Recent research from USC points out that technology does not grow as predicted by Moore’s law and its variants. Instead, it moves more in a process, the researchers call – Step and Wait. Although the focus was investment decisions in technology, this is applicable across the entire economy.
It should be intuitively clear to anybody observing system wide effects of technology. Airplanes, computers and the Internet ushered in step function changes in productivity that took a decade or two to bleed through the entire economy. Once such a step is taken, however, the wait can be long. Today’s world is yearning for a step but unfortunately none has come and it is possible that the long drought in technology innovation could continue. Many have identified incremental product improvement as technology advancement. For investment managers and policy makers, such ideas are disastrous. iPhone 10 is unlikely to save the world, making device based communications obsolete may be in the right direction.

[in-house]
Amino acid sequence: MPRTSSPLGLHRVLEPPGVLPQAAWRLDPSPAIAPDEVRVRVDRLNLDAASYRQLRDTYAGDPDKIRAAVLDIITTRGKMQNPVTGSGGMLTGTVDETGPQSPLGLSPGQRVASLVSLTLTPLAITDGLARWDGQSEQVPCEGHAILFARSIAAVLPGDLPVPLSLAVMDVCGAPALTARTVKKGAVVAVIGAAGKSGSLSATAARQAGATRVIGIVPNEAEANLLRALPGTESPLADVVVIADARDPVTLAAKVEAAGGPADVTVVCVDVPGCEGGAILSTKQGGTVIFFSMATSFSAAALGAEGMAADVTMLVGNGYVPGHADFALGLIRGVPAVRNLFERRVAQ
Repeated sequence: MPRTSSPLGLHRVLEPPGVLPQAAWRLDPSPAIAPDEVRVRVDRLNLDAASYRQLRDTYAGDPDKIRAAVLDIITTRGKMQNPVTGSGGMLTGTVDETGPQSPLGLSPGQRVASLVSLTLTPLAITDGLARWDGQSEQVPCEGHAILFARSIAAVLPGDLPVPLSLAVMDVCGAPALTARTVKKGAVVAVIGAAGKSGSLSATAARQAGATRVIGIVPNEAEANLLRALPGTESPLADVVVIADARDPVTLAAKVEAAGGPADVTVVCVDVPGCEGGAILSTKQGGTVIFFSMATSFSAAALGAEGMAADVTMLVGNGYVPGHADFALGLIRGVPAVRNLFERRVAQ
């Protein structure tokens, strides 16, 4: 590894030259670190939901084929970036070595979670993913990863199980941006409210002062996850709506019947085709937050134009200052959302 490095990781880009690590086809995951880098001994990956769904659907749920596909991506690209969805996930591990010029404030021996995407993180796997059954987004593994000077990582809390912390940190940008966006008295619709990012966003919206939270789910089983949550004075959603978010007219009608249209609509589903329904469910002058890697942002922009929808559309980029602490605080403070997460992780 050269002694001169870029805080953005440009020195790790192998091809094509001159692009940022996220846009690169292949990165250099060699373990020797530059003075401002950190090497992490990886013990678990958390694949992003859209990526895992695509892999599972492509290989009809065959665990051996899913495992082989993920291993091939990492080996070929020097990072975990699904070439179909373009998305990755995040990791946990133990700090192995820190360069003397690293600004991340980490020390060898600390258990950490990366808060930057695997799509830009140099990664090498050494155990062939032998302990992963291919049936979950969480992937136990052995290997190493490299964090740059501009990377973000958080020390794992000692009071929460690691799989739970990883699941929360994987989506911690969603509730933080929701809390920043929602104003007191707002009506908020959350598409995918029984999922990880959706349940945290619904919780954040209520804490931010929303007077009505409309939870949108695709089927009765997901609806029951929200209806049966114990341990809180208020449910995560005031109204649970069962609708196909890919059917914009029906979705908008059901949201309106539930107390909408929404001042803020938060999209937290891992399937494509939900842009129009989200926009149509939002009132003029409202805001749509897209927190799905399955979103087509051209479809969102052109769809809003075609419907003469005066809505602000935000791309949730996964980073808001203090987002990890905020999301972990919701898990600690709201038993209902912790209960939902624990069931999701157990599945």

Some technologists have fallen into the trap of extrapolation – and forecasting using exponential growth curves. Singularity, feared by many, came from such a thought process. But if one has to wait for decades after taking a step, technology singularity may be the last thing we have to worry about.